Despite the data related to breastfeeding, strategies for protecting this valuable practice during the pandemic have not been adequately developed [15,16,17,18,19,20,21,22,23,24,25,26,27]. Although the currently available guidelines discuss prevention of mother-to-child transmission, they do not consider the possibility of weaning the baby and do not foresee actions to minimize the discontinuity of breastfeeding. Countries have prepared themselves to prevent the spread of COVID-19, however the principle of “first do no harm,” whatever the intervention or procedure, the patient’s well-being is the primary consideration, as mentioned by Alison Stuebe in a recent editorial, was not taken seriously .
We emphasize that, since COVID-19 is unlike other viral diseases, such as HIV, in which breastfeeding is contraindicated due to the chronic condition of the disease, actions to prevent the transmission of SARS-CoV-2 must be performed within 14 days after birth. However, lack of support during this period combined with maternal anxiety about the disease may cause irreversible consequences on the success of breastfeeding [34, 35].
The vast majority of the hospitals developed their own guidelines (75%) because Brazil is a country with socio-economic differences between the regions, requiring adaptation of the medical literature’s recommendations to their own reality.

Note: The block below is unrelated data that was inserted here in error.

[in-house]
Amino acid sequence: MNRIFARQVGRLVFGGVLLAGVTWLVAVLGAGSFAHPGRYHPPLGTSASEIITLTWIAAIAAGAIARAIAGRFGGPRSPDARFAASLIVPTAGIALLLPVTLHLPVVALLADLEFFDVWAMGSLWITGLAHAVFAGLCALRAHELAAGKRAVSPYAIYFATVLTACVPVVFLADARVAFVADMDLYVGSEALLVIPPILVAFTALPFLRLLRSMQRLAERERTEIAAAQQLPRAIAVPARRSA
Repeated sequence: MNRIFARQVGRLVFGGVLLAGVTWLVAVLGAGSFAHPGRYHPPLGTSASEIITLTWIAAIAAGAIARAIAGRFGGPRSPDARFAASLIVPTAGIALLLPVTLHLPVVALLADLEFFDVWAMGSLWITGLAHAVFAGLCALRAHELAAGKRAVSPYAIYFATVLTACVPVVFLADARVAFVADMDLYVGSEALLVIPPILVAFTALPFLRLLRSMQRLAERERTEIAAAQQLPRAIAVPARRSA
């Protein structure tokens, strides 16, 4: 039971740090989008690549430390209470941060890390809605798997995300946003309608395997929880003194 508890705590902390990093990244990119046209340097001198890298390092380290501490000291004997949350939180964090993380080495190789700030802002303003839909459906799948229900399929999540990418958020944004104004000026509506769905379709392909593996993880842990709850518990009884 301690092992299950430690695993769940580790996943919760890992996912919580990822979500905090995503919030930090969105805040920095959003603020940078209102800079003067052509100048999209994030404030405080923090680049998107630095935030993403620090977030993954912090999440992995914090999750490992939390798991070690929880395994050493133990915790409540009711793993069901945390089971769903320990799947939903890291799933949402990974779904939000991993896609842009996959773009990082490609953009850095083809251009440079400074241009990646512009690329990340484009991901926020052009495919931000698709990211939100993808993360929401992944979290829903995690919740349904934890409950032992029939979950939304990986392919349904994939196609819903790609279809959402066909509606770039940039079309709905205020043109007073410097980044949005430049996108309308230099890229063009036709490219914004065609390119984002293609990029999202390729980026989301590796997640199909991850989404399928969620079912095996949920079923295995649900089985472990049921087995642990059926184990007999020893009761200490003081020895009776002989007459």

Implications of recommendations
By evaluating the recommendations of the protocols for the delivery room, we noticed that most hospitals did not recommend measures to promote breastfeeding for exposed dyads, with a high rate of non-recommendation of skin-to-skin contact (79.1%) and breastfeeding in the first hour after birth (87.5%). These recommendations may lead to dyad separation, with possible impairment of breastfeeding and consequent intense maternal stress, which may contribute to early breastfeeding cessation. They also can contribute to stress to the infant and may hamper an infant’s adaptation to extrauterine life . The concern regarding contamination in the delivery room is related to the active phase of normal delivery, where the mother can disperse droplets. However, pregnant women wear masks according to the guidelines, reducing the spread of particles .
We also consider the prohibition of labor companionship as a questionable measure, possibly attributed to prevent crowding in the delivery room. However, the maternal anxiety of being without a partner can be much more harmful, since several publications reinforce the importance of the father or the presence of a companion in the entire process, from birth to breastfeeding [38,39,40,41].
There are few guidelines on bathing the neonate, as recommended for other viral conditions. The SARS-CoV-2 may be transmitted through feces, and this measure perhaps should be considered, although bathing is associated with neonatal stress. Only SBP recommends individualizing the bathing after birth [40, 41].
In rooming-in, only one hospital did not allow breastfeeding and separated the dyad. This is not recommended, since separation can compromise support, increase maternal stress, discourage breastfeeding, and increase the consumption of PPE [35, 42].